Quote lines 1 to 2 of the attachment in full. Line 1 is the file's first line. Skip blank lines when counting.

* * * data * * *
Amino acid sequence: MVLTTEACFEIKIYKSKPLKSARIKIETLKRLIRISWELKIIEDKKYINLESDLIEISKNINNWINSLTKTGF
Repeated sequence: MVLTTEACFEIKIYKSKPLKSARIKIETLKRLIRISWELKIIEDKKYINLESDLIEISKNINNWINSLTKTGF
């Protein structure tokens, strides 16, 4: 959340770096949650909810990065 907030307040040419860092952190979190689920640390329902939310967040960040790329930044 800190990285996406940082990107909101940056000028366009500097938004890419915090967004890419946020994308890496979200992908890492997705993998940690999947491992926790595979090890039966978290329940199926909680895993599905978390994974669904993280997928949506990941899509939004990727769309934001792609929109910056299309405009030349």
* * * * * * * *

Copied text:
Amino acid sequence: MVLTTEACFEIKIYKSKPLKSARIKIETLKRLIRISWELKIIEDKKYINLESDLIEISKNINNWINSLTKTGF
Repeated sequence: MVLTTEACFEIKIYKSKPLKSARIKIETLKRLIRISWELKIIEDKKYINLESDLIEISKNINNWINSLTKTGF